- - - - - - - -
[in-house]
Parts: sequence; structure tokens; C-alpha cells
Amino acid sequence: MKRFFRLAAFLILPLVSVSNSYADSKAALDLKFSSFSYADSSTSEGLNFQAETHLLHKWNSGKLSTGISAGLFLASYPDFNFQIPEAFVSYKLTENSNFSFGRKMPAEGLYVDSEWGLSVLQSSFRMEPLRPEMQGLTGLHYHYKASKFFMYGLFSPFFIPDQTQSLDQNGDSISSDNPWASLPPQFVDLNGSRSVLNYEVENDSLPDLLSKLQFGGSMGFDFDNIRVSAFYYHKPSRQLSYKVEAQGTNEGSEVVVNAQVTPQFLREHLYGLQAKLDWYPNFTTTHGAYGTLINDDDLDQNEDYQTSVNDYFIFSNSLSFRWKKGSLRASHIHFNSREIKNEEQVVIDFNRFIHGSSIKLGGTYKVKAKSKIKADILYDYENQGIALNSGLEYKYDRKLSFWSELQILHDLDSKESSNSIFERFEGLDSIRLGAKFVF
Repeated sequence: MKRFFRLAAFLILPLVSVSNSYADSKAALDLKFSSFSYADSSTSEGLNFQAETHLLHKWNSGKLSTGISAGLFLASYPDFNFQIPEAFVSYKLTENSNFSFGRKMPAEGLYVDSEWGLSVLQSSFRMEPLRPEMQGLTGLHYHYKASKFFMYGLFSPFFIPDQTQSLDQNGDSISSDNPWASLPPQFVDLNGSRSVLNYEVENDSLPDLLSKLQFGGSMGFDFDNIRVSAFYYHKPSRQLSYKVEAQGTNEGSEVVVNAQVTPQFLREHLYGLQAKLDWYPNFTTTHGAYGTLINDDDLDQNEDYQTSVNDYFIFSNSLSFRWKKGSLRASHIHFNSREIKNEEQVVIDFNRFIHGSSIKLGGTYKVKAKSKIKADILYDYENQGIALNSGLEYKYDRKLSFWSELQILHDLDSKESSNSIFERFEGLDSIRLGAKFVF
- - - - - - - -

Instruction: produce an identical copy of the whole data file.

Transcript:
[in-house]
Parts: sequence; structure tokens; C-alpha cells
Amino acid sequence: MKRFFRLAAFLILPLVSVSNSYADSKAALDLKFSSFSYADSSTSEGLNFQAETHLLHKWNSGKLSTGISAGLFLASYPDFNFQIPEAFVSYKLTENSNFSFGRKMPAEGLYVDSEWGLSVLQSSFRMEPLRPEMQGLTGLHYHYKASKFFMYGLFSPFFIPDQTQSLDQNGDSISSDNPWASLPPQFVDLNGSRSVLNYEVENDSLPDLLSKLQFGGSMGFDFDNIRVSAFYYHKPSRQLSYKVEAQGTNEGSEVVVNAQVTPQFLREHLYGLQAKLDWYPNFTTTHGAYGTLINDDDLDQNEDYQTSVNDYFIFSNSLSFRWKKGSLRASHIHFNSREIKNEEQVVIDFNRFIHGSSIKLGGTYKVKAKSKIKADILYDYENQGIALNSGLEYKYDRKLSFWSELQILHDLDSKESSNSIFERFEGLDSIRLGAKFVF
Repeated sequence: MKRFFRLAAFLILPLVSVSNSYADSKAALDLKFSSFSYADSSTSEGLNFQAETHLLHKWNSGKLSTGISAGLFLASYPDFNFQIPEAFVSYKLTENSNFSFGRKMPAEGLYVDSEWGLSVLQSSFRMEPLRPEMQGLTGLHYHYKASKFFMYGLFSPFFIPDQTQSLDQNGDSISSDNPWASLPPQFVDLNGSRSVLNYEVENDSLPDLLSKLQFGGSMGFDFDNIRVSAFYYHKPSRQLSYKVEAQGTNEGSEVVVNAQVTPQFLREHLYGLQAKLDWYPNFTTTHGAYGTLINDDDLDQNEDYQTSVNDYFIFSNSLSFRWKKGSLRASHIHFNSREIKNEEQVVIDFNRFIHGSSIKLGGTYKVKAKSKIKADILYDYENQGIALNSGLEYKYDRKLSFWSELQILHDLDSKESSNSIFERFEGLDSIRLGAKFVF